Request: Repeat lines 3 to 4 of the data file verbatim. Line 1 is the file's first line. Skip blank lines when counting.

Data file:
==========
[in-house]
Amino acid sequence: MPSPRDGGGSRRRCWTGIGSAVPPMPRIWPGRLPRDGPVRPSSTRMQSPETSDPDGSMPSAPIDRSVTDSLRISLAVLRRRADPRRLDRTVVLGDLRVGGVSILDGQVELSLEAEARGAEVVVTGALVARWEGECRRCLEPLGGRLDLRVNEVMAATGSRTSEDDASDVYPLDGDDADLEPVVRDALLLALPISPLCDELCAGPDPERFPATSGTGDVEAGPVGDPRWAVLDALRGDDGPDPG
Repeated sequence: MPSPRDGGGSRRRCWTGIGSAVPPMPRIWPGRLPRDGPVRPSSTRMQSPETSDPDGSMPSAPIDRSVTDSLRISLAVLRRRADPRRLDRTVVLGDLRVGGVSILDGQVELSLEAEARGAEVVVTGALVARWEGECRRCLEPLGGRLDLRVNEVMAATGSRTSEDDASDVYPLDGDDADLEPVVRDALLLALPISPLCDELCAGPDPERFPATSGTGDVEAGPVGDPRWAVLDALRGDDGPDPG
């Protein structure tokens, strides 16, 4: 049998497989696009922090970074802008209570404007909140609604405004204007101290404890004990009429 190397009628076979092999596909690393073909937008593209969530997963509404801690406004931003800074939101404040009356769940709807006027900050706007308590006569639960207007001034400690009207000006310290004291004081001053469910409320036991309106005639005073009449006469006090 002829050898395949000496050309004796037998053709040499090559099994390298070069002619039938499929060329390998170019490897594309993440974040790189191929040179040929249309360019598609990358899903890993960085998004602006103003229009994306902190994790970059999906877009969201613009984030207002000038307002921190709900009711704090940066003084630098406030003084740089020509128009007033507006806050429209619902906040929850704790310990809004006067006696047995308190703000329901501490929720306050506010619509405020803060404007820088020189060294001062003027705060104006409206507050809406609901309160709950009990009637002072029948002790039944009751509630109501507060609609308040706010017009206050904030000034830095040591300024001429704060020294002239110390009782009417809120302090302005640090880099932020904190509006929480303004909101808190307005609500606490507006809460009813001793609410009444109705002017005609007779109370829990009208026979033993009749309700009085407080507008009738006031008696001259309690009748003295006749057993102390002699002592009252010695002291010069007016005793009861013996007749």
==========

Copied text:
Repeated sequence: MPSPRDGGGSRRRCWTGIGSAVPPMPRIWPGRLPRDGPVRPSSTRMQSPETSDPDGSMPSAPIDRSVTDSLRISLAVLRRRADPRRLDRTVVLGDLRVGGVSILDGQVELSLEAEARGAEVVVTGALVARWEGECRRCLEPLGGRLDLRVNEVMAATGSRTSEDDASDVYPLDGDDADLEPVVRDALLLALPISPLCDELCAGPDPERFPATSGTGDVEAGPVGDPRWAVLDALRGDDGPDPG
């Protein structure tokens, strides 16, 4: 049998497989696009922090970074802008209570404007909140609604405004204007101290404890004990009429 190397009628076979092999596909690393073909937008593209969530997963509404801690406004931003800074939101404040009356769940709807006027900050706007308590006569639960207007001034400690009207000006310290004291004081001053469910409320036991309106005639005073009449006469006090 002829050898395949000496050309004796037998053709040499090559099994390298070069002619039938499929060329390998170019490897594309993440974040790189191929040179040929249309360019598609990358899903890993960085998004602006103003229009994306902190994790970059999906877009969201613009984030207002000038307002921190709900009711704090940066003084630098406030003084740089020509128009007033507006806050429209619902906040929850704790310990809004006067006696047995308190703000329901501490929720306050506010619509405020803060404007820088020189060294001062003027705060104006409206507050809406609901309160709950009990009637002072029948002790039944009751509630109501507060609609308040706010017009206050904030000034830095040591300024001429704060020294002239110390009782009417809120302090302005640090880099932020904190509006929480303004909101808190307005609500606490507006809460009813001793609410009444109705002017005609007779109370829990009208026979033993009749309700009085407080507008009738006031008696001259309690009748003295006749057993102390002699002592009252010695002291010069007016005793009861013996007749």